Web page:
OS X Mavericks – optional OS upgrade or critical security fix?


Apple’s OS X 10.9, better known as Mavericks, is officially out.

The burning question for OS X fans everywhere, of course, is, “Should I or shouldn’t I?”

The positive spin is that the $29 fee Apple has charged for previous OS X “dot releases” has vanished.

Just like the uplift from Windows 8 to Windows 8.1, shifting from Mountain Lion (OS X 10.8) to Mavericks is free.

The negative spin is that since this is a dot release, there might just be more to go wrong than in a point release – just like happened in the uplift from Windows 8 RT to Windows 8.1 RT, which caused trouble for some early adopters.

→ In my vocabulary, a major release would be OS X to OS XI, a dot release something like 10.8.5 to 10.9, and a point release 10.8.4 to 10.8.5.

Will Mavericks go wrong if you install it right away?

Industry veteran and former Naked Security colleague Graham Cluley, for example, is dead keen on staying away – so much so that he’s even retweeted himself (I didn’t know you were allowed to do that) to tell us so.

Graham still seems to think it needs beta testing.

Digital lifestyle site Lifehacker also warns you to stay clear, saying without giving data that Mavericks “suffers from a speed decrease” (you or I would probably just have written that it was slower), and calling it “imperfect.”

Mind you, the site also says, with doubly ironic orotundity, that “you should have no trouble work under the new OS without trouble.”

I’d love to tell you that Graham is just being a scaredy-cat and Lifehacker merely stirring, but I can’t – and not for want of trying.

It’s just that at 5.29GB, over a mobile network, I’m still waiting for the Mavericks installer to download itself.

There is one thing that neither Graham nor Lifehacker took into account, however, and that’s the fact that Mavericks (the first OS X release not named after a type of cat) is a security upgrade, too.

OS X 10.9 as a security update

In fact, the list of security fixes is, to me, the most interesting part of 10.9.

If you’re looking for Remote Code Execution vulnerabilities, or RCEs, you won’t be disappointed – you’ll find several.

There’s a fix for dealing with “a format string vulnerability [that] existed in Screen Sharing Server’s handling of the VNC username.” (CVE-​2013-​5135.)

There’s a patch for curl, the web download utility, apparently sorting out multiple vulnerabilities including some that could lead to RCE. (CVE-​2013-​0249 and CVE-​2013-​1944.)

And there’s even a fix for an RCE hole in the kernel itself, caused by incorrect bounds checking, which implies that there was an exploitable buffer overflow. (CVE-​2013-​3954.)

But there are other important operational fixes, notably for security features that gave a false sense of security, because even when turned on, they didn’t always work.

Here are some examples:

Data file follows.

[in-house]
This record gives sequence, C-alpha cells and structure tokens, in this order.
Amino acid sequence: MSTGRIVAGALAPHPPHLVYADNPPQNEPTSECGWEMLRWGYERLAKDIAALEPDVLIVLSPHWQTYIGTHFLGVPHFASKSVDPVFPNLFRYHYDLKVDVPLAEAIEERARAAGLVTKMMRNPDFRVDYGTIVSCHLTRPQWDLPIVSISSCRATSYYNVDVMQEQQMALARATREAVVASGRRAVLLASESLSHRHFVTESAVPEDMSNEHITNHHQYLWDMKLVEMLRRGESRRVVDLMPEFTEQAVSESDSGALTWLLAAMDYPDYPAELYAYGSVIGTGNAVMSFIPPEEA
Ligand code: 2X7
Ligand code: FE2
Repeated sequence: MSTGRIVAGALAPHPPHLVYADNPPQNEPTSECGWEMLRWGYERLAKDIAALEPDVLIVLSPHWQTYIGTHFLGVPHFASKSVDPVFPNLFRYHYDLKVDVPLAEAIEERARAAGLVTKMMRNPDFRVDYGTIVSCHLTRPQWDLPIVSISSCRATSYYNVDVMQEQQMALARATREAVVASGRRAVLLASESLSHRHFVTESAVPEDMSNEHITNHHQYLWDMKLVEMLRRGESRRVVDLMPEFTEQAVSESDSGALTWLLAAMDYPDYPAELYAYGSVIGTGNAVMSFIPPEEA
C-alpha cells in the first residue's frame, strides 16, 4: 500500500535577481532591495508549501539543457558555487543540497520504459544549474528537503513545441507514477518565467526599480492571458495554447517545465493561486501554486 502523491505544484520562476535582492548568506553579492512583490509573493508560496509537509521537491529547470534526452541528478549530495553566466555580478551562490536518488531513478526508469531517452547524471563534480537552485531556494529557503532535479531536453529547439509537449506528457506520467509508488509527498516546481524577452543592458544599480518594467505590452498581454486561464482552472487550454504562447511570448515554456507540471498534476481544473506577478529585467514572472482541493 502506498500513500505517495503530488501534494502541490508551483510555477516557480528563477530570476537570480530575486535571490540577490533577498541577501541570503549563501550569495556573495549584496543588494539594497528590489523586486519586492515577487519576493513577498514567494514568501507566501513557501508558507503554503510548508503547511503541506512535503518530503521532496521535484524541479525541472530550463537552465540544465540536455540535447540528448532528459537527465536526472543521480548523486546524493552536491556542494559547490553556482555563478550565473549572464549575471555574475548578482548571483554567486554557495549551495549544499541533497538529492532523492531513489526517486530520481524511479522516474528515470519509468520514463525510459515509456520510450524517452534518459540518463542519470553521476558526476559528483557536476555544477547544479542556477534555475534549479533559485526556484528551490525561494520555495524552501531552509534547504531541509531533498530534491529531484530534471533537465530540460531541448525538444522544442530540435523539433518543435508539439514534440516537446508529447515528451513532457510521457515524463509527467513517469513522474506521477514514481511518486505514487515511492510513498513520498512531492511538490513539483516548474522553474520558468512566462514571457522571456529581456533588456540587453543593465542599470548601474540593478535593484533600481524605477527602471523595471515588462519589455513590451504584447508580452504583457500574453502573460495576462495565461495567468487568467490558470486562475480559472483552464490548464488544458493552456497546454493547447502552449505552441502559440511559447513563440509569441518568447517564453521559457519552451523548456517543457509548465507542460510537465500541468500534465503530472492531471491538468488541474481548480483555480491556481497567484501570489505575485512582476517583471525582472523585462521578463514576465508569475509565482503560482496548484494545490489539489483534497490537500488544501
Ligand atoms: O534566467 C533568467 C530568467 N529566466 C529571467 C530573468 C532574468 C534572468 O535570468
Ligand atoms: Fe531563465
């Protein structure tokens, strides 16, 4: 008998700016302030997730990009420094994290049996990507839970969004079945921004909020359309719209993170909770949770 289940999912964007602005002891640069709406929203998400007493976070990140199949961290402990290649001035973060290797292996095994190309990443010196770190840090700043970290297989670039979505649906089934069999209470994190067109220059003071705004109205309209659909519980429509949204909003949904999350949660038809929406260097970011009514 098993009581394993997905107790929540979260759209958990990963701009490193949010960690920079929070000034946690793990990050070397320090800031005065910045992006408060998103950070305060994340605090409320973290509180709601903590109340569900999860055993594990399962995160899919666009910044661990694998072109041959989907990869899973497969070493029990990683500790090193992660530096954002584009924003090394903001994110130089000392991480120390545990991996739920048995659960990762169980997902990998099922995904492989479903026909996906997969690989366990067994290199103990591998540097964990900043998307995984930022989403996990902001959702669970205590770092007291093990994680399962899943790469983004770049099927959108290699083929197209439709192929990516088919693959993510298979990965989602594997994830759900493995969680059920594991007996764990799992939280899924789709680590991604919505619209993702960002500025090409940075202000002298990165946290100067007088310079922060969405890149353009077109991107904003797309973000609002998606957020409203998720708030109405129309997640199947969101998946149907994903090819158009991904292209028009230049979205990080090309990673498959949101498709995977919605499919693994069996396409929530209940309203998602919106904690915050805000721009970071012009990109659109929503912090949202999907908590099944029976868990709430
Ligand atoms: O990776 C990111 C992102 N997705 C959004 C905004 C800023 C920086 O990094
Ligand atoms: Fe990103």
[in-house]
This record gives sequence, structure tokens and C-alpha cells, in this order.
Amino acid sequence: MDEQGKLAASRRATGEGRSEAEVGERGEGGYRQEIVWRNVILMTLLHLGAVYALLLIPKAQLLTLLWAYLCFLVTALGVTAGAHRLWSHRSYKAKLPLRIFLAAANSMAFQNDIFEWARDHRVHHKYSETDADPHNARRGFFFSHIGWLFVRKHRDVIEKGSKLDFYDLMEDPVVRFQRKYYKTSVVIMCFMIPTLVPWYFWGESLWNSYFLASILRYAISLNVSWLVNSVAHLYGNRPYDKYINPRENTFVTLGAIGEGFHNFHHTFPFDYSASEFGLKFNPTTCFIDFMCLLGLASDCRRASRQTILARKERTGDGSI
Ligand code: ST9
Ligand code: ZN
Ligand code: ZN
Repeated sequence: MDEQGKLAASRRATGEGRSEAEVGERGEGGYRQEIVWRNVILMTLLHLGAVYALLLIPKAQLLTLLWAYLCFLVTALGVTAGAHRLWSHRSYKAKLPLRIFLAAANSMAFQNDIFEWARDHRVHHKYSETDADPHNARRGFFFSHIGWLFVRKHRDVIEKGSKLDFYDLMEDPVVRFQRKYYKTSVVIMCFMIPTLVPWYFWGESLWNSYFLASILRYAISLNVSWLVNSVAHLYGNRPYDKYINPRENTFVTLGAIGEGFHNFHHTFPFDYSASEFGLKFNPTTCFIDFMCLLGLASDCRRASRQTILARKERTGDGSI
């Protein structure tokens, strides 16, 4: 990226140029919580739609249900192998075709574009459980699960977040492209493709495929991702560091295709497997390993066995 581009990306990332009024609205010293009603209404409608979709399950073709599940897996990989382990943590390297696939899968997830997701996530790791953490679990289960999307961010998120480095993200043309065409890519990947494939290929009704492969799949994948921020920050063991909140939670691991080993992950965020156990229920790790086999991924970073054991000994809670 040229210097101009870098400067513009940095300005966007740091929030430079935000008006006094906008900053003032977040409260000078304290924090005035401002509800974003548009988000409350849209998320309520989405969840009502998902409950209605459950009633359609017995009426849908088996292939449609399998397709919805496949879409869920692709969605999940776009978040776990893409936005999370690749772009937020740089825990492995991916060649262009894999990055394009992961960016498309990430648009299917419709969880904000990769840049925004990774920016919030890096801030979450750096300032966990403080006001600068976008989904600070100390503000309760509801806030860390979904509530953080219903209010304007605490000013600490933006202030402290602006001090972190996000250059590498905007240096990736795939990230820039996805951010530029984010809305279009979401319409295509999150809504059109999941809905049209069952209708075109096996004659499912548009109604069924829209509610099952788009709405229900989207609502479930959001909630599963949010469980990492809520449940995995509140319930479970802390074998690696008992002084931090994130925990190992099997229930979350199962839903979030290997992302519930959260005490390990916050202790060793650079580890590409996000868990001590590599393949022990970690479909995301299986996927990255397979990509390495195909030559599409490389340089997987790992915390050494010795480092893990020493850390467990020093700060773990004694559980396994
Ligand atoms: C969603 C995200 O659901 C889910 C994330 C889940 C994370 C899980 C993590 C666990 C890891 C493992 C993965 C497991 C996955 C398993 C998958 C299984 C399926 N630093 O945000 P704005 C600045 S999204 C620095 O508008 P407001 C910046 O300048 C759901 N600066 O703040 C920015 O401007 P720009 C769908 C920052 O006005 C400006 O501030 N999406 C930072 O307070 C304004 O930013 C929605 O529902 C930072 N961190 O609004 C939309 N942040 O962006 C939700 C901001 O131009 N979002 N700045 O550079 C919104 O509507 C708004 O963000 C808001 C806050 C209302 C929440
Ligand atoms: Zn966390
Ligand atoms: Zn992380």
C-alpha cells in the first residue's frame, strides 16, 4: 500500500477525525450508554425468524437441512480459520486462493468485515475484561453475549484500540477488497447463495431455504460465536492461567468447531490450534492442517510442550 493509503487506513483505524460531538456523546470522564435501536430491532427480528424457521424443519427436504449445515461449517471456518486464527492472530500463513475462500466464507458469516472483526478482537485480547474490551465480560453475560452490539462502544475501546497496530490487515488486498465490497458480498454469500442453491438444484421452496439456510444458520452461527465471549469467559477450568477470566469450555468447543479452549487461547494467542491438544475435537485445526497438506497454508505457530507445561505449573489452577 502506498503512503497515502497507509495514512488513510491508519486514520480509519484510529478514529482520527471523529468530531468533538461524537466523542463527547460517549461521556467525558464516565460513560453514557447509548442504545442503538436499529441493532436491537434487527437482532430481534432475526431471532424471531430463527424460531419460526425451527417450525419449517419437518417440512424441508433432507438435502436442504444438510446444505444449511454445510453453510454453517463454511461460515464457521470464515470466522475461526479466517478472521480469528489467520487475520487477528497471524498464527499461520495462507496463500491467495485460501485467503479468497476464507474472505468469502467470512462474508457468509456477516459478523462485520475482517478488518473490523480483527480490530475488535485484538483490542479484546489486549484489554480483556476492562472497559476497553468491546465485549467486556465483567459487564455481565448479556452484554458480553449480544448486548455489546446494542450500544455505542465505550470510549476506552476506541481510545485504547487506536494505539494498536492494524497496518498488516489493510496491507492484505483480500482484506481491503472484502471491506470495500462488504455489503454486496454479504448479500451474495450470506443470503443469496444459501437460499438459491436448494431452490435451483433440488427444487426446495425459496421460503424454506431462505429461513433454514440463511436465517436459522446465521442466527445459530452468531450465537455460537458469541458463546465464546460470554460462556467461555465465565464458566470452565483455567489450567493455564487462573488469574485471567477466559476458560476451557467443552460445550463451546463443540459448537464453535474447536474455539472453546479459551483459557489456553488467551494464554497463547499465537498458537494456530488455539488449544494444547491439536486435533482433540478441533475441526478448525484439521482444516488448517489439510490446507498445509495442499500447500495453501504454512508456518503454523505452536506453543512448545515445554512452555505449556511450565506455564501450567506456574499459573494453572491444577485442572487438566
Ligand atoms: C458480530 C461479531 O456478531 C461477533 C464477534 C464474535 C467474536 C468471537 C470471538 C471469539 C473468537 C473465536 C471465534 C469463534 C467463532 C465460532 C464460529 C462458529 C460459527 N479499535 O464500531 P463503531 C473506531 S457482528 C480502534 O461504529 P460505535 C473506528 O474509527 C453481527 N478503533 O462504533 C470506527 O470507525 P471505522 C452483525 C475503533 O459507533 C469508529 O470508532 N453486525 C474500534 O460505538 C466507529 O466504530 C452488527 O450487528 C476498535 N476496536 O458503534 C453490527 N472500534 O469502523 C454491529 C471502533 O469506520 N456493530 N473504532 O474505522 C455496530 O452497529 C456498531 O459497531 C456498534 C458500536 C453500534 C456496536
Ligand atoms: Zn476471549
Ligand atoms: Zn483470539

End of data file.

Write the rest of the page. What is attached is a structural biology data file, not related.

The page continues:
• The OS X application firewall had a bug so that applications to which you thought you’d blocked network traffic might nevertheless receive it.
  • Apple’s application sandbox could be bypassed by software that it was supposed to have locked down.
  • Safari’s Reset function didn’t always clear your session cookies, which could leave you logged in to sites you wouldn’t expect.
  • The display’s lock screen didn’t always stop window contents from appearing on top of it.
  • The lock screen sometimes didn’t activate after the interval you had chosen.
  • You could sometimes return from hibernation mode without needing a password.
  • Random numbers weren’t always random. (Or, to quote Apple’s own delightful oxymoron, “under unusual circumstances, some random numbers may be predictable.”)
  • The Mail app would sometimes detect that secure password exchange was possible when configuring a connection, but then fail to use it.
  • The “Require an administrator password to access system preferences with lock icons” setting wasn’t always honoured.

Mavericks also includes a brand new release of Safari, version 7, that includes a raft of security fixes published to pre-Mavericks users as Safari 6.1.

In short, it sounds to me as though Mavericks is probably an update you do want to get, though I can’t put my hand on my heart yet and say, “She’ll be right.”

I’m still waiting for that 5.29GB to turn up.

While that’s happening, I’m sorting out my backups – always a good idea anyway – and installing the 50MB Safari 6.1 update on my Mountain Lion system.

And, I hasten to add, I’m getting ready to make a copy of the Install OS X Mavericks.app package out of the /Applications folder as soon as the download finishes, so I never need to download it again

If you’re an Apple fan, where do you sit on Mavericks?

Keen on new features, and willing to wait for 10.9.1?

Or keen on security and ready to update right away?